This study is a portrayal of the political, ecomic, and cultural history and present of community gardens in a New York City neighborhood, the Lower East Side of Manhattan. An ethgraphic study of a particular instance of urban history, it provides a basis for an understanding of urban community gardens in the United States. Beginning with a historical overview of urban community gardening in the United States and other countries, the author concentrates on the last two decades of the 20th century in this portrayal of a social movement that seeks to impact urban environments both in social and ecomic terms and in terms of ecological dynamics. The last decade in particular has been critical with regard to the development of a broad network of community-based coalitions acting on behalf of urban community gardens. The author considers internal dynamics and organization of individual gardens within the specific social, political, and ecomic context of the Lower East Side and analyzes the political struggle on behalf of community gardens in that neighborhood and the entire city. The author also addresses the diverse ways in which community gardens on the Lower East Side have become critical components in the daily life of urban gardeners, predominantly poor and low-income people.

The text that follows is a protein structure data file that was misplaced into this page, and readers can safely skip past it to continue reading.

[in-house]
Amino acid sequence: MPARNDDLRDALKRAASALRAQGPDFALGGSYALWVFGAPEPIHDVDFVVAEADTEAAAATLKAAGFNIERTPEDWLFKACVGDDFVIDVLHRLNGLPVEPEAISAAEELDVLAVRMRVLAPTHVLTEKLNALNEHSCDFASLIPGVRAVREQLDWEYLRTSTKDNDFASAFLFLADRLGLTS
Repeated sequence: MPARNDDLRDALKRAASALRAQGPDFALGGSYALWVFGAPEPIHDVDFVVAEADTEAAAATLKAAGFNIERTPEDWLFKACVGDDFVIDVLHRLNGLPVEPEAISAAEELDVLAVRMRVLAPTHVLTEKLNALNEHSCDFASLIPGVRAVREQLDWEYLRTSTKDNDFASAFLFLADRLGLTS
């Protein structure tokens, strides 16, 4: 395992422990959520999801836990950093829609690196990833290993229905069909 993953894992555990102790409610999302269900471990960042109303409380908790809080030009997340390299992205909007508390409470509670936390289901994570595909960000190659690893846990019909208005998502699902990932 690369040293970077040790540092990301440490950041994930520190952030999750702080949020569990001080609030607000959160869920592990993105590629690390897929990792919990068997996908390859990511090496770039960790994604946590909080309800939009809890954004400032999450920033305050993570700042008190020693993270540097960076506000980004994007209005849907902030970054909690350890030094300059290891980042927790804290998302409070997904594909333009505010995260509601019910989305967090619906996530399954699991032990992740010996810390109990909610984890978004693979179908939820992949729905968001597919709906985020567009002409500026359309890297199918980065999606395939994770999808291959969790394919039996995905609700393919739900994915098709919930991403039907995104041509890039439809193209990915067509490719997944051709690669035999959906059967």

MALVE VON HASSELL is Adjunct Instructor, Department of Behavioral Sciences, Suffolk County Community College, New York.